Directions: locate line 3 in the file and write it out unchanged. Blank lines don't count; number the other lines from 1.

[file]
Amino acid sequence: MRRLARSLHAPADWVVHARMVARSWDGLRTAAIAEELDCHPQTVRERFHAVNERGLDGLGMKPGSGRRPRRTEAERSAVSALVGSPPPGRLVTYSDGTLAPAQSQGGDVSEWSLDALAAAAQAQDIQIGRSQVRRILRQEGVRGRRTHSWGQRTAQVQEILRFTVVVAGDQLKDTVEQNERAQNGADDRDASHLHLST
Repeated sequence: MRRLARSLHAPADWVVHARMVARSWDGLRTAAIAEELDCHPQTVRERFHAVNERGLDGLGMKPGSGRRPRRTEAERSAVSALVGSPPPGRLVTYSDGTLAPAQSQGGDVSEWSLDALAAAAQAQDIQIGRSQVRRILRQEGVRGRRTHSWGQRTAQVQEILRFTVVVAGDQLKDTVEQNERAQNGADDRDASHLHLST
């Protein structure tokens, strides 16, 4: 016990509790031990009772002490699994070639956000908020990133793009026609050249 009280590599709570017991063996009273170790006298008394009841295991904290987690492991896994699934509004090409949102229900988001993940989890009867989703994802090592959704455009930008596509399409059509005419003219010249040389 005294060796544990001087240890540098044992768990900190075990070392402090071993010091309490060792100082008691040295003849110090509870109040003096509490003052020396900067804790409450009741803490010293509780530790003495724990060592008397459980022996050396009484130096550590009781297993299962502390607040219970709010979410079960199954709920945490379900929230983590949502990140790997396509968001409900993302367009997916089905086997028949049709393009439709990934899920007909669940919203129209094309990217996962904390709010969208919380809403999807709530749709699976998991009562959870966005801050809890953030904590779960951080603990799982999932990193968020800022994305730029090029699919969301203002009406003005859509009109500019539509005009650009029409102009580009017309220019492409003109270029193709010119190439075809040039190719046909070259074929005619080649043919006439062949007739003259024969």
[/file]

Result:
């Protein structure tokens, strides 16, 4: 016990509790031990009772002490699994070639956000908020990133793009026609050249 009280590599709570017991063996009273170790006298008394009841295991904290987690492991896994699934509004090409949102229900988001993940989890009867989703994802090592959704455009930008596509399409059509005419003219010249040389 005294060796544990001087240890540098044992768990900190075990070392402090071993010091309490060792100082008691040295003849110090509870109040003096509490003052020396900067804790409450009741803490010293509780530790003495724990060592008397459980022996050396009484130096550590009781297993299962502390607040219970709010979410079960199954709920945490379900929230983590949502990140790997396509968001409900993302367009997916089905086997028949049709393009439709990934899920007909669940919203129209094309990217996962904390709010969208919380809403999807709530749709699976998991009562959870966005801050809890953030904590779960951080603990799982999932990193968020800022994305730029090029699919969301203002009406003005859509009109500019539509005009650009029409102009580009017309220019492409003109270029193709010119190439075809040039190719046909070259074929005619080649043919006439062949007739003259024969």